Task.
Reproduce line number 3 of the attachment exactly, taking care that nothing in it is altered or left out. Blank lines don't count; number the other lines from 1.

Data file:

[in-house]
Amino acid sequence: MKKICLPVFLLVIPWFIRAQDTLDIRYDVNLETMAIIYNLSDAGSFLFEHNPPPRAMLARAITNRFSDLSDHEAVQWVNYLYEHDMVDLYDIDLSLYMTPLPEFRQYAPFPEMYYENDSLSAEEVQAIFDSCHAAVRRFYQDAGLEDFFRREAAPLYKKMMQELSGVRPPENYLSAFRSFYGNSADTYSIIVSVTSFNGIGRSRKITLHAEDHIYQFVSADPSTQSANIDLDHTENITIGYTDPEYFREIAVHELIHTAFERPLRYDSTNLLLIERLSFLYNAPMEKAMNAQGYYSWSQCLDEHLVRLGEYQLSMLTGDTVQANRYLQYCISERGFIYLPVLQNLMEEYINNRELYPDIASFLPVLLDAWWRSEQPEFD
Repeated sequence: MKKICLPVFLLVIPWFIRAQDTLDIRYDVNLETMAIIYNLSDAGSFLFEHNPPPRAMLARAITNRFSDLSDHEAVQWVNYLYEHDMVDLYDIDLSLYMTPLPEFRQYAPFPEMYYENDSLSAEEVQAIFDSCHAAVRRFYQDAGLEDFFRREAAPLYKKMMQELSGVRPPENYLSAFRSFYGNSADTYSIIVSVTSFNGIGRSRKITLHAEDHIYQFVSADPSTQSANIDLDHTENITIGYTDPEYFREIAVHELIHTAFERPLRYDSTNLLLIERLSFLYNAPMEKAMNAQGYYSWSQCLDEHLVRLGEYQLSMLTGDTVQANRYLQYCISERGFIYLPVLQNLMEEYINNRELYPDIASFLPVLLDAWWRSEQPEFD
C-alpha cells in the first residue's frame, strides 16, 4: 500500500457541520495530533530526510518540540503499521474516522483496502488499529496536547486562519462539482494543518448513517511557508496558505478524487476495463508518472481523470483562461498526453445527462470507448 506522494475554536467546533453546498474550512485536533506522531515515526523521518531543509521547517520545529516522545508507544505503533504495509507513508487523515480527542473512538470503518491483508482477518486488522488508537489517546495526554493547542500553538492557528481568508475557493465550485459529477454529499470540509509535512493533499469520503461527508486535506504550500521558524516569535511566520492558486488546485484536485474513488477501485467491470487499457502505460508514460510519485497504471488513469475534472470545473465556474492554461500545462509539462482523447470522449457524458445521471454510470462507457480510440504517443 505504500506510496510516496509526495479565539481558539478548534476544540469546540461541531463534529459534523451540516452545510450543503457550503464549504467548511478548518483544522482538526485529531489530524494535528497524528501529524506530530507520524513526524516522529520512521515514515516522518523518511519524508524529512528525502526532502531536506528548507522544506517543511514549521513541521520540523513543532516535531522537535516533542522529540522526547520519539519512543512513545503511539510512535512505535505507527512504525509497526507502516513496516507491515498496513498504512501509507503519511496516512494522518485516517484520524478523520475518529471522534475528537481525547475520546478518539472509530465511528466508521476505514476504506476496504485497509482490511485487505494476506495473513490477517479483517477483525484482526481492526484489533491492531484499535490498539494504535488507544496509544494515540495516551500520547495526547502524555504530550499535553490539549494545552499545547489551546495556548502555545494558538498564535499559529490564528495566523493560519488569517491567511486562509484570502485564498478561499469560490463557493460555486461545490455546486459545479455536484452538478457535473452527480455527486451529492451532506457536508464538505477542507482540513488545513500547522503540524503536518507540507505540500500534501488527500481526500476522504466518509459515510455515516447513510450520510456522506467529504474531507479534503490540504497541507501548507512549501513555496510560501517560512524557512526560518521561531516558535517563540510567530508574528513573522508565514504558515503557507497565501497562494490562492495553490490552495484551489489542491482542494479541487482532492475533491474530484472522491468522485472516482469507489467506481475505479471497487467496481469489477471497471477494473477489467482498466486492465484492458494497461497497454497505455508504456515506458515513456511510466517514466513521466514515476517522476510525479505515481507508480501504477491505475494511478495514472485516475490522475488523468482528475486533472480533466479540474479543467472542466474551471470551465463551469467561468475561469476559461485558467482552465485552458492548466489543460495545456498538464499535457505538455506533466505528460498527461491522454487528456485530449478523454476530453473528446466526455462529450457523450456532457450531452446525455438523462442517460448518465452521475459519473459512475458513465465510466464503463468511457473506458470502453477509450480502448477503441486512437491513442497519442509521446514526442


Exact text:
Repeated sequence: MKKICLPVFLLVIPWFIRAQDTLDIRYDVNLETMAIIYNLSDAGSFLFEHNPPPRAMLARAITNRFSDLSDHEAVQWVNYLYEHDMVDLYDIDLSLYMTPLPEFRQYAPFPEMYYENDSLSAEEVQAIFDSCHAAVRRFYQDAGLEDFFRREAAPLYKKMMQELSGVRPPENYLSAFRSFYGNSADTYSIIVSVTSFNGIGRSRKITLHAEDHIYQFVSADPSTQSANIDLDHTENITIGYTDPEYFREIAVHELIHTAFERPLRYDSTNLLLIERLSFLYNAPMEKAMNAQGYYSWSQCLDEHLVRLGEYQLSMLTGDTVQANRYLQYCISERGFIYLPVLQNLMEEYINNRELYPDIASFLPVLLDAWWRSEQPEFD